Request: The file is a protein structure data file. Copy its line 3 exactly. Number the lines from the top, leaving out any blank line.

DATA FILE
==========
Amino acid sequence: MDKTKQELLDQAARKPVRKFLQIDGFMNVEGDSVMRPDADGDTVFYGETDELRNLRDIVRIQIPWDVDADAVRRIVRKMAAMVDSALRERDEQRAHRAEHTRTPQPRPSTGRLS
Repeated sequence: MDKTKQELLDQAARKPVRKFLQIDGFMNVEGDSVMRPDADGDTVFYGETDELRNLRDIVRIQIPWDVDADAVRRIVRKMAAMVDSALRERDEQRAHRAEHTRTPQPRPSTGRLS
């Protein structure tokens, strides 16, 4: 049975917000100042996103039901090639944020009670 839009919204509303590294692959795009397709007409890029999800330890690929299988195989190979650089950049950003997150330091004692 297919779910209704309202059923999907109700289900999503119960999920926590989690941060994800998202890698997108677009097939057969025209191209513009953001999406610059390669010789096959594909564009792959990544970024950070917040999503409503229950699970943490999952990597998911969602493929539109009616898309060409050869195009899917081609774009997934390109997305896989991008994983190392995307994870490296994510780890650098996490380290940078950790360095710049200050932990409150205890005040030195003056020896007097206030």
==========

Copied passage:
């Protein structure tokens, strides 16, 4: 049975917000100042996103039901090639944020009670 839009919204509303590294692959795009397709007409890029999800330890690929299988195989190979650089950049950003997150330091004692 297919779910209704309202059923999907109700289900999503119960999920926590989690941060994800998202890698997108677009097939057969025209191209513009953001999406610059390669010789096959594909564009792959990544970024950070917040999503409503229950699970943490999952990597998911969602493929539109009616898309060409050869195009899917081609774009997934390109997305896989991008994983190392995307994870490296994510780890650098996490380290940078950790360095710049200050932990409150205890005040030195003056020896007097206030």